Slackware 14.2 brings many updates and enhancements, among which
you'll find two of the most advanced desktop environments available
today: Xfce 4.12.1, a fast and lightweight but visually appealing and
easy to use desktop environment, and KDE 4.14.21 (KDE 4.14.3 with
kdelibs-4.14.21) a stable release of the 4.14.x series of the award-
winning KDE desktop environment. These desktops utilize eudev, udisks,
and udisks2, and many of the specifications from freedesktop.org which
allow the system administrator to grant use of various hardware devices
according to users' group membership so that they will be able to use
items such as USB flash sticks, USB cameras that appear like USB storage,
portable hard drives, CD and DVD media, MP3 players, and more, all
without requiring sudo, the mount or umount command. Just plug and play.
Slackware's desktop should be suitable for any level of Linux experience.
This pre-release ISO should be at 99% the stable target, you will get latest Libreoffice 5.1.3, latest Chromium 51, Mplayer 1.3, ffmpeg 3.0.1, latest Slackware current system (many upstream packages updated) featuring the Linux kernel 4.4.13, and a new desktop layout for XFCE 4.12.
Lately, system tools have been heavily improved to fully integrate Policykit privileges elevation features, enabling the unprivileged user to tweak many system parameters that require root ownership : you can now change your user password from the XFCE Panel by just entering your previous password, you can set the Xorg keyboard layout without root privileges, set your locale, set the login manager settings, set system clock, etc...). All these features can of course be hardened with Policykit to disallow automatic privileges elevation for users.
The Salix Xfce 14.2 GNU/Linux operating system is in development, and it looks like a public Beta version has just been released into the wild, allowing the community to see what's coming in the Slackware-based OS.
Salix Xfce 14.2 Beta 1 arrives on June 15, 2016, three months after the Alpha milestone, bringing many enhancements and new features, among which we can mention an improved boot menu that lets users choose in which language to install Salix, and a boot prompt is no longer available on the ISO image.
I started to use Slackware in 2005 when i couldn't get Mandriva 2005 working properly on my first laptop (Acer Travelmate). The installation went well, but it always ended in a kernel panic situation. I described them on my first post to this blog in 2006 (took me several months to decide to make a new blog that discuss my daily live with Slackware). I used Slackware 10.2 at that time.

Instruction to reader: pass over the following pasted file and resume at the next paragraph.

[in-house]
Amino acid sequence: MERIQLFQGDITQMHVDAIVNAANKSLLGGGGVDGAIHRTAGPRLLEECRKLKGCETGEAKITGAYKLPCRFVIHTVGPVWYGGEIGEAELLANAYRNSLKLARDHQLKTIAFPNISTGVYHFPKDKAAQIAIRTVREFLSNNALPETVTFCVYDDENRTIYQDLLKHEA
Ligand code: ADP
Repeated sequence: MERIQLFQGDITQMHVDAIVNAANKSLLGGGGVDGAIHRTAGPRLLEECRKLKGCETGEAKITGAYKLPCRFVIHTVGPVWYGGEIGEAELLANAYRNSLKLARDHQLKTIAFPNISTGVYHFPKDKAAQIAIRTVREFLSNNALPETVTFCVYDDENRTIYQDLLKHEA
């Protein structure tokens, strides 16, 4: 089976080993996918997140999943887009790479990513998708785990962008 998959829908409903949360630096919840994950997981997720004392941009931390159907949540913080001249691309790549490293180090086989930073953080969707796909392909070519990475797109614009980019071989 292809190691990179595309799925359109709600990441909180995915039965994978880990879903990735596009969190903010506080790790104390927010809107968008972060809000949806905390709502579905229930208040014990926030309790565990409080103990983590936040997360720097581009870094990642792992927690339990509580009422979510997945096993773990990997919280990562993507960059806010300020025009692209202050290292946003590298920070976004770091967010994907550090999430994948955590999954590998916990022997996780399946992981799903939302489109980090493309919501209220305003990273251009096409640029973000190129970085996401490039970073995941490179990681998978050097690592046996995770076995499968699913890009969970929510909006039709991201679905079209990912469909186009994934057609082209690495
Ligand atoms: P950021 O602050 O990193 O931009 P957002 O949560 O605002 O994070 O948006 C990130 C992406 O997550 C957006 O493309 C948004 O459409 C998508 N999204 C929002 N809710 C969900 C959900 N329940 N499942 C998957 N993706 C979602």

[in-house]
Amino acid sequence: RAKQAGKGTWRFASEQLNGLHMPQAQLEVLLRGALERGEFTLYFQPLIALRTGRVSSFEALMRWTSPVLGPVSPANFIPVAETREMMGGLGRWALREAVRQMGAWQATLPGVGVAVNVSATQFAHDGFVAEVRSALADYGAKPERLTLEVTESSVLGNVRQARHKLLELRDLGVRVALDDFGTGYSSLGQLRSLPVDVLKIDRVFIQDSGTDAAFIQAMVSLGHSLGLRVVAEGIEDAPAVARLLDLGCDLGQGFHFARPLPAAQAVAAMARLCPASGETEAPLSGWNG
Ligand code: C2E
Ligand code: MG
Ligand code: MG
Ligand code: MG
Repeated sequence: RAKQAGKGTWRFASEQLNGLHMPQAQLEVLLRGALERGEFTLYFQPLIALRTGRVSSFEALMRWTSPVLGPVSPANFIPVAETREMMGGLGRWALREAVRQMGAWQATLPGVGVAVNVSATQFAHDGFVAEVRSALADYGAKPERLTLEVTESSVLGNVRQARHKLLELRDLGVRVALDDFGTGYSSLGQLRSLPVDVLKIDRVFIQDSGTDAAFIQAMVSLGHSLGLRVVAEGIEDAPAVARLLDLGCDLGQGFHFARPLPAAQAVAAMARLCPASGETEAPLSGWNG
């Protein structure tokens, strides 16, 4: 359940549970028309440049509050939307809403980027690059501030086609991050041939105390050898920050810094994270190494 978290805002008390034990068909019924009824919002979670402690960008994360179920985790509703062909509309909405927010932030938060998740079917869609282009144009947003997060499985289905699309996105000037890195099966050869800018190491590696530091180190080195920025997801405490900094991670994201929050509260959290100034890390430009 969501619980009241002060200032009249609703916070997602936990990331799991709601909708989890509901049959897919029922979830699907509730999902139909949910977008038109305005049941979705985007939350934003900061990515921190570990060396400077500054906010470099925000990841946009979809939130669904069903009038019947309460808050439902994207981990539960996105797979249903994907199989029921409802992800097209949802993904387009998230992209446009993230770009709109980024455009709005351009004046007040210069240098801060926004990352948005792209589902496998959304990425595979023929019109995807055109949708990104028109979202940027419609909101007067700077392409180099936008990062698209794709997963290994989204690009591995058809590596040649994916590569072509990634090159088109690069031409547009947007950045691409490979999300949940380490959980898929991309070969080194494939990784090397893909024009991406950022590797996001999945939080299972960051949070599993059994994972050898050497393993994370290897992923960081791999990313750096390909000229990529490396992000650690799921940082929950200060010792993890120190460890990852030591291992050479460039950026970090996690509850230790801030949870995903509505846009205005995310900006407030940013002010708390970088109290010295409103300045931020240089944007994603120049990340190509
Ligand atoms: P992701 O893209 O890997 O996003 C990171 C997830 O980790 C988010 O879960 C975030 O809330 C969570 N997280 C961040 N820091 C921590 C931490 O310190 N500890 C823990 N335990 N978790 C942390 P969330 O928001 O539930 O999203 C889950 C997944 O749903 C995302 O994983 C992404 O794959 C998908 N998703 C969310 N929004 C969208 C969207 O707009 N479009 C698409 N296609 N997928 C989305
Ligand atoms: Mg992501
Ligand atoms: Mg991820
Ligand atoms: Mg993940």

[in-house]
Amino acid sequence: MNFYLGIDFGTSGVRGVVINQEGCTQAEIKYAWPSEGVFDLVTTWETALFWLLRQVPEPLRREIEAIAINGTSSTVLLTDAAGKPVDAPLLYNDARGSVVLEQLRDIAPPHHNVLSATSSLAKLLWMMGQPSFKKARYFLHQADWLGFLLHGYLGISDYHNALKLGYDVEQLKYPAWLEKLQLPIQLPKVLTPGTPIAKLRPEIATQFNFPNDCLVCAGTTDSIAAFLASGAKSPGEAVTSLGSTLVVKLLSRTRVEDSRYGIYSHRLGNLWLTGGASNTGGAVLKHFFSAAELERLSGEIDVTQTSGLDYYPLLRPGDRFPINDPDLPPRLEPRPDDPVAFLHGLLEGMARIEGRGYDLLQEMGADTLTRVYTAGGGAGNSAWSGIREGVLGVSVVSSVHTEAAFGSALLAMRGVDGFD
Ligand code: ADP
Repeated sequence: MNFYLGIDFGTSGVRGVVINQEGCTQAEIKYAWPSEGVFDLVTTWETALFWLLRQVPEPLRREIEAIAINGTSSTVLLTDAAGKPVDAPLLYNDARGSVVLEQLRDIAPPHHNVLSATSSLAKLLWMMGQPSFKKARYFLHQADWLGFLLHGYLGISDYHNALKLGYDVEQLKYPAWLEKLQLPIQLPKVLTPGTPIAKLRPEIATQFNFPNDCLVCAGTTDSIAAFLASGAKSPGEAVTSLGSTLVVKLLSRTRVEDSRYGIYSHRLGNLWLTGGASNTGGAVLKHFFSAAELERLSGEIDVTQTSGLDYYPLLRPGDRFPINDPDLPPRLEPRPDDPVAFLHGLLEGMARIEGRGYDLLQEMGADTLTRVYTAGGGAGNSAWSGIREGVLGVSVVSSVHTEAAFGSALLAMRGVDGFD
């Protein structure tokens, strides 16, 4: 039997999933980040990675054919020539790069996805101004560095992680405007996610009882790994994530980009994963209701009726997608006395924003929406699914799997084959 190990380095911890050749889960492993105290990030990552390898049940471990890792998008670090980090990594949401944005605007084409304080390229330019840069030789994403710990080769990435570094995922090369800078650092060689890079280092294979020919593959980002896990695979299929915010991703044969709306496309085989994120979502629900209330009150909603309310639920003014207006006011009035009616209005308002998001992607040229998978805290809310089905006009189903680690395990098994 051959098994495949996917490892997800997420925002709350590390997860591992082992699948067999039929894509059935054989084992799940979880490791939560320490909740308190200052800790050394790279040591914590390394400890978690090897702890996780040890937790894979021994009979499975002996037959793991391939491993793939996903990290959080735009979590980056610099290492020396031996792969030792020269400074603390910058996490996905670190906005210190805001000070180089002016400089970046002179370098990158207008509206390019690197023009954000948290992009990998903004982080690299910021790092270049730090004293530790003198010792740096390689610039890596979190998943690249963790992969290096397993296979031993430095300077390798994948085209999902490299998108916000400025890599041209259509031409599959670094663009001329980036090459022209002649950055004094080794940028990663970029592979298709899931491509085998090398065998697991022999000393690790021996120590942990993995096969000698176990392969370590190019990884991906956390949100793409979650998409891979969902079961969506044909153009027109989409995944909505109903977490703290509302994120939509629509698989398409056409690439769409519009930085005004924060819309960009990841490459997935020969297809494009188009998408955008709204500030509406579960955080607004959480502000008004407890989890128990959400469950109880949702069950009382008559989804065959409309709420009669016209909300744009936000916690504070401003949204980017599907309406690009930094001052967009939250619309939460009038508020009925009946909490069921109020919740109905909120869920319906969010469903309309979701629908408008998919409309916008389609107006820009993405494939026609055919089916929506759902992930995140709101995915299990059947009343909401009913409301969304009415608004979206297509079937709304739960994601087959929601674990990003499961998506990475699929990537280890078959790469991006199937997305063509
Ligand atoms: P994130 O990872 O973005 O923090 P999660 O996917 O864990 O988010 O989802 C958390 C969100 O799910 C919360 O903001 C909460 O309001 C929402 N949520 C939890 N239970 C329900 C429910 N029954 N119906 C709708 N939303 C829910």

Many of us will remember the time when a true Slacker did not bother herself with build scripts. The “configure && make && make install” mantra was at the forefront of everyone’s mind when it came to installing new software. Slackware made this possible. Unlike the other big distros, the Slackware package management did (and does!) not get in your way. If you want to compile your software by hand, bypassing the package management ‘database’ (which in Slackware is nothing more than a directory), then nothing or no one is stopping you.
While everyone is waiting for the 14.2 release of our beloved Slackware Linux distribution, those pesky developers keep releasing their own software. So this was the week where KDE Frameworks, Plasma and Applications all had newer versions than I have in my repository. Guess what – I have prepared a new set of Plasma5 packages for the month of May so that I am ready for a new Live ISO… next Slackware release or not.
Yesterday on the final day of my short holiday (of sorts) I prepped and released version 1.0.0 of my “liveslak” project. It is stable and the bugs that were reported (plus some more) have been taken care of.
The “1.0.0” marker is not the end of its development of course. It means that I consider the project production-ready. It will be used to create Live Editions of Slackware 14.2 (64bit and 32bit) when that is released. There’s still some more ideas for liveslak that I want to implement and those will become available as 1.x releases.
The Porteus Linux development team announced today, May 8, 2016, the immediate availability for download of the second RC (Release Candidate) build for the upcoming Porteus 3.2 operating system.
To be honest, we had no idea that the development cycle of Porteus 3.2 has started, as there was no official announcement for a first Release Candidate build, so we're as surprised as you are to see today the release of Porteus 3.2 RC2, which comes one and a half years after the previous version, Porteus 3.1, announced in the first week of December 2014.
So reserving time to compile the 32bit package for chromium took a while. And remember, even though I can still provide a 32bit Chromium browser, Google has ceased providing a 32bit version of their own Chrome browser – which means, no more updates to the 32bit PepperFlash and Widevine plugins.
Finally! IcedTea 3.0.0 has been released and it compiles OpenJDK 8u77.
Java 8 has been available for considerable time, but I have been waiting for icedtea to support it before creating packages. According to release maintainer Andrew Hughes the main cause for this delay was having to start from scratch due to the new build system and basically lack of time.